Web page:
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Successful Monarchs in France

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by Tim Endicott on 9 May 2013

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Transcript of Successful Monarchs in France

Successful Monarchs in France Unit 10: HMA unlike England, France wasn't unified Charlemagne's successors didn't command the same authority 978: nobles elected Hugh Capet to take throne he was weak and only owned small amounts of land however, Capet and his successors (Capetians) increased royal power made throne hereditary (300 years)
played nobles against one another
won Church support
efficient bureaucracy (law, taxes, etc) ~1200 Philip II (aka Philip Augustus) takes over shrewd/able ruler
strengthened gov't
quadrupled land for France (war with John of England) Philip also took over Southern France the Pope informed him of the growing Albigensians heresy Albigensian Hersey divine duality - two mutually opposed principles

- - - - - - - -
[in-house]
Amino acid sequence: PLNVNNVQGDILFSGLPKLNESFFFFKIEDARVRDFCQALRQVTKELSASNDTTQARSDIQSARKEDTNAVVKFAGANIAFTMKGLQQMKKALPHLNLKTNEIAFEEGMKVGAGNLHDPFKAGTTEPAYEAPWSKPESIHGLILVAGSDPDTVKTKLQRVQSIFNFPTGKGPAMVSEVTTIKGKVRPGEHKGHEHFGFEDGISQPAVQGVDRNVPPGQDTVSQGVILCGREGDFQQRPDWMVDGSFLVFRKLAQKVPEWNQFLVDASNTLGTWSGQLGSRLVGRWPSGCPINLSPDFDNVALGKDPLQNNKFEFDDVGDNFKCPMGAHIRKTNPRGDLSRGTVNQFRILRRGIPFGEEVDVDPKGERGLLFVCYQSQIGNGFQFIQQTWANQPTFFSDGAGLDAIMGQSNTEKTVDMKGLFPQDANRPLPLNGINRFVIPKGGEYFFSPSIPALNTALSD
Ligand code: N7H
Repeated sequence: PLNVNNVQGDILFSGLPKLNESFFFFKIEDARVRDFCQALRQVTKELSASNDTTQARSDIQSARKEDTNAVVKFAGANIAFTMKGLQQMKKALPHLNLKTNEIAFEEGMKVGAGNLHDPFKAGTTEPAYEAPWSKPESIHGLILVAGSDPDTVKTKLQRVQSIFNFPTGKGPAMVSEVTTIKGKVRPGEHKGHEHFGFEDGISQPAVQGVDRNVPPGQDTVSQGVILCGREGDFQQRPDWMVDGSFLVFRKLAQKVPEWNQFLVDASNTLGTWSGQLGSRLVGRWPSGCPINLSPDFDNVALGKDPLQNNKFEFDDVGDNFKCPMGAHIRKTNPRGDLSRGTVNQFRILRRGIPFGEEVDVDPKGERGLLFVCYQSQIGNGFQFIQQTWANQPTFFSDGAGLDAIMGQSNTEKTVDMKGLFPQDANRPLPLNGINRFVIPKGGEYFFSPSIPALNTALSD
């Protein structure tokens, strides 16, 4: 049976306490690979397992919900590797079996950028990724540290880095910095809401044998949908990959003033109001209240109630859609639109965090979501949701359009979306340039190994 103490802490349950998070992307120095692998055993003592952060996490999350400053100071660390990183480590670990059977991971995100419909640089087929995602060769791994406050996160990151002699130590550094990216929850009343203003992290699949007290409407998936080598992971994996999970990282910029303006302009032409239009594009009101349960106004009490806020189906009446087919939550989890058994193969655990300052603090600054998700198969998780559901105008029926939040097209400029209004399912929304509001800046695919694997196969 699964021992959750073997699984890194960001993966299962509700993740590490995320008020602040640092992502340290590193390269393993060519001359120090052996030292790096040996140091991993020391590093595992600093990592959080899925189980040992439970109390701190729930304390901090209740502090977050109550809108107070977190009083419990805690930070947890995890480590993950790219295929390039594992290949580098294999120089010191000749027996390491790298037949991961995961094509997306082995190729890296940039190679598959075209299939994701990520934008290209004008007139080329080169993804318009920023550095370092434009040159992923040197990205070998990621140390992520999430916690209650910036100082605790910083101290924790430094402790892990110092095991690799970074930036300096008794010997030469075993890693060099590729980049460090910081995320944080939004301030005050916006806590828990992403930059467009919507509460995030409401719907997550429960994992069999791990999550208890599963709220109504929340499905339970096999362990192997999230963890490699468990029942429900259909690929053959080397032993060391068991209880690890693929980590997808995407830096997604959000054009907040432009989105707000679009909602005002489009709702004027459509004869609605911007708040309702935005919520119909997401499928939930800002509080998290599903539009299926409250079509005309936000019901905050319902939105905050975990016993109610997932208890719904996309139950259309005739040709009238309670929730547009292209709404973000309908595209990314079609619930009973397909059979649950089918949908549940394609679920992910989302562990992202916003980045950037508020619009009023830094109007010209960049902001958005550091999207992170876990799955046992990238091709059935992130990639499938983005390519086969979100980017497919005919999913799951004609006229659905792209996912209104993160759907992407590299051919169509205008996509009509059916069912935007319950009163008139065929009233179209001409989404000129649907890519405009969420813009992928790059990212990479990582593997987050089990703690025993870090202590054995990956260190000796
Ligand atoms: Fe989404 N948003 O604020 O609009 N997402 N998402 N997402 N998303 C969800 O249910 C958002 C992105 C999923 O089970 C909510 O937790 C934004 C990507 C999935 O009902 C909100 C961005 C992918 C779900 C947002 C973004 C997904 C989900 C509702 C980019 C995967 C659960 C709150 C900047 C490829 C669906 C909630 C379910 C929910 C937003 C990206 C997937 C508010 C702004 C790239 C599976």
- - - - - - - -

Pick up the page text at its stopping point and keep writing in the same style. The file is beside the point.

one good (spiritual world)
one evil (material world)
man is a living contradiction
liberation of the soul from captivity of the body is true end
suicide is commendable
customary form of endura (starvation)
matrimony is unlawful
abandonment is desirable Philip sent knights to the South
crushed Albigensians
added land to kingdom 1223 - Philip became the most powerful ruler in Europe most admired French ruler: King Louis IX generous
devoted
noble
just
chivalrous Louis IX was deeply religious pursued religious goals
persecuted heretics/Jews
led knights in two wars against Muslims increased royal authority sent out roving officials
expanded royal courts
outlawed private wars
ended serfdom thirty years after his death, he was declared a saint Louis's grandson Philip IV ruthlessly extended power collected taxes from clergy
threatened to arrest clergy
sent troops to seize Pope this leads to clashes with Pope Boniface VIII tried to claim papal supremacy
Philip refused to listen
tried to attack Boniface
Boniface escaped, but was badly beaten after Boniface's death, a Frenchman was elected Pope Clement V moved papal court from Rome to Avignon, France
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